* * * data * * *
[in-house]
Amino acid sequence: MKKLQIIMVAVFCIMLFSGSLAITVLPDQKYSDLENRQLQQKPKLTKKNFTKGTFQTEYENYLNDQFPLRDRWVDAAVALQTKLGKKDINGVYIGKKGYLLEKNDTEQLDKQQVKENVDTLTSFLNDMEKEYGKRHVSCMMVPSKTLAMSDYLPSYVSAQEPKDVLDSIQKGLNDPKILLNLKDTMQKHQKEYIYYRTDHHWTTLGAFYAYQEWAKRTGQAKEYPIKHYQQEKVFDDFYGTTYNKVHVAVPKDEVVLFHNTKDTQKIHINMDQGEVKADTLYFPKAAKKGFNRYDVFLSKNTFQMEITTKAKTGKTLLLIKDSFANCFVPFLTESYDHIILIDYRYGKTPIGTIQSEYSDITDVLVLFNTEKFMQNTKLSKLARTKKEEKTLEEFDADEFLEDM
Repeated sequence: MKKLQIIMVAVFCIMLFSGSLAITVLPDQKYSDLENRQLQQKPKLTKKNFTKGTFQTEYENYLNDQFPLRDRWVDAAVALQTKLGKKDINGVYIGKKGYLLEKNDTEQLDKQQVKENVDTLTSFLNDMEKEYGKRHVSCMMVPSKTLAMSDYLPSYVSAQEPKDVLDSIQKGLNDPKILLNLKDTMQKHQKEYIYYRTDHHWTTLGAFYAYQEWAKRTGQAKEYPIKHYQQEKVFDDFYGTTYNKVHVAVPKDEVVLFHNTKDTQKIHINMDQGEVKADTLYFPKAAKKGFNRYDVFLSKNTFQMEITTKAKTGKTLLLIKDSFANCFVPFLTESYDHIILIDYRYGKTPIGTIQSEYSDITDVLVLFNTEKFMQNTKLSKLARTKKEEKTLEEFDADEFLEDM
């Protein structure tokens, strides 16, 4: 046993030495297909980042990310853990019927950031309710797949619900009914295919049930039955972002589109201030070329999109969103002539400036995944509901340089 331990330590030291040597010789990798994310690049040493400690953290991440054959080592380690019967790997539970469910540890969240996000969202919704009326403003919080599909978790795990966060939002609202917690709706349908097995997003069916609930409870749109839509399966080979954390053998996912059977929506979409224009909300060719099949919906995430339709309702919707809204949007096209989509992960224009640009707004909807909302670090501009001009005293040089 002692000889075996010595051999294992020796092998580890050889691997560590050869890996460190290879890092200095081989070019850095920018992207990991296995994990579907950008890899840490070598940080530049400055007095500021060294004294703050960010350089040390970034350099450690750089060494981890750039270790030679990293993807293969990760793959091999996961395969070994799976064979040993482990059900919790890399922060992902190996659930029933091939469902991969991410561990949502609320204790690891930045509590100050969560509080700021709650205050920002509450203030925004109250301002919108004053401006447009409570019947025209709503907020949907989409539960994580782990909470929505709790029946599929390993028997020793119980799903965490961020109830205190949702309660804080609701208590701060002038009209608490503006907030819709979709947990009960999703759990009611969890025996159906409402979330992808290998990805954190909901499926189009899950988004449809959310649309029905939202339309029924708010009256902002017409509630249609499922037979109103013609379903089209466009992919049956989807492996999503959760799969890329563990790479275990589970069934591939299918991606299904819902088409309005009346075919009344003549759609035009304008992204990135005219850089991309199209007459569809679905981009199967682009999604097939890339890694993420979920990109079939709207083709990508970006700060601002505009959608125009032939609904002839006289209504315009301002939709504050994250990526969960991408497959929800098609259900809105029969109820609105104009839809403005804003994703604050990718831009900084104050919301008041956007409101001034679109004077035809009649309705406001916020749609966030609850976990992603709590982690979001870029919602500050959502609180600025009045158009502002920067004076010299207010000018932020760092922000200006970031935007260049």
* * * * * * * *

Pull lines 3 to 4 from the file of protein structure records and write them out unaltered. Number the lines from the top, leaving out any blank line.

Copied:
Repeated sequence: MKKLQIIMVAVFCIMLFSGSLAITVLPDQKYSDLENRQLQQKPKLTKKNFTKGTFQTEYENYLNDQFPLRDRWVDAAVALQTKLGKKDINGVYIGKKGYLLEKNDTEQLDKQQVKENVDTLTSFLNDMEKEYGKRHVSCMMVPSKTLAMSDYLPSYVSAQEPKDVLDSIQKGLNDPKILLNLKDTMQKHQKEYIYYRTDHHWTTLGAFYAYQEWAKRTGQAKEYPIKHYQQEKVFDDFYGTTYNKVHVAVPKDEVVLFHNTKDTQKIHINMDQGEVKADTLYFPKAAKKGFNRYDVFLSKNTFQMEITTKAKTGKTLLLIKDSFANCFVPFLTESYDHIILIDYRYGKTPIGTIQSEYSDITDVLVLFNTEKFMQNTKLSKLARTKKEEKTLEEFDADEFLEDM
């Protein structure tokens, strides 16, 4: 046993030495297909980042990310853990019927950031309710797949619900009914295919049930039955972002589109201030070329999109969103002539400036995944509901340089 331990330590030291040597010789990798994310690049040493400690953290991440054959080592380690019967790997539970469910540890969240996000969202919704009326403003919080599909978790795990966060939002609202917690709706349908097995997003069916609930409870749109839509399966080979954390053998996912059977929506979409224009909300060719099949919906995430339709309702919707809204949007096209989509992960224009640009707004909807909302670090501009001009005293040089 002692000889075996010595051999294992020796092998580890050889691997560590050869890996460190290879890092200095081989070019850095920018992207990991296995994990579907950008890899840490070598940080530049400055007095500021060294004294703050960010350089040390970034350099450690750089060494981890750039270790030679990293993807293969990760793959091999996961395969070994799976064979040993482990059900919790890399922060992902190996659930029933091939469902991969991410561990949502609320204790690891930045509590100050969560509080700021709650205050920002509450203030925004109250301002919108004053401006447009409570019947025209709503907020949907989409539960994580782990909470929505709790029946599929390993028997020793119980799903965490961020109830205190949702309660804080609701208590701060002038009209608490503006907030819709979709947990009960999703759990009611969890025996159906409402979330992808290998990805954190909901499926189009899950988004449809959310649309029905939202339309029924708010009256902002017409509630249609499922037979109103013609379903089209466009992919049956989807492996999503959760799969890329563990790479275990589970069934591939299918991606299904819902088409309005009346075919009344003549759609035009304008992204990135005219850089991309199209007459569809679905981009199967682009999604097939890339890694993420979920990109079939709207083709990508970006700060601002505009959608125009032939609904002839006289209504315009301002939709504050994250990526969960991408497959929800098609259900809105029969109820609105104009839809403005804003994703604050990718831009900084104050919301008041956007409101001034679109004077035809009649309705406001916020749609966030609850976990992603709590982690979001870029919602500050959502609180600025009045158009502002920067004076010299207010000018932020760092922000200006970031935007260049």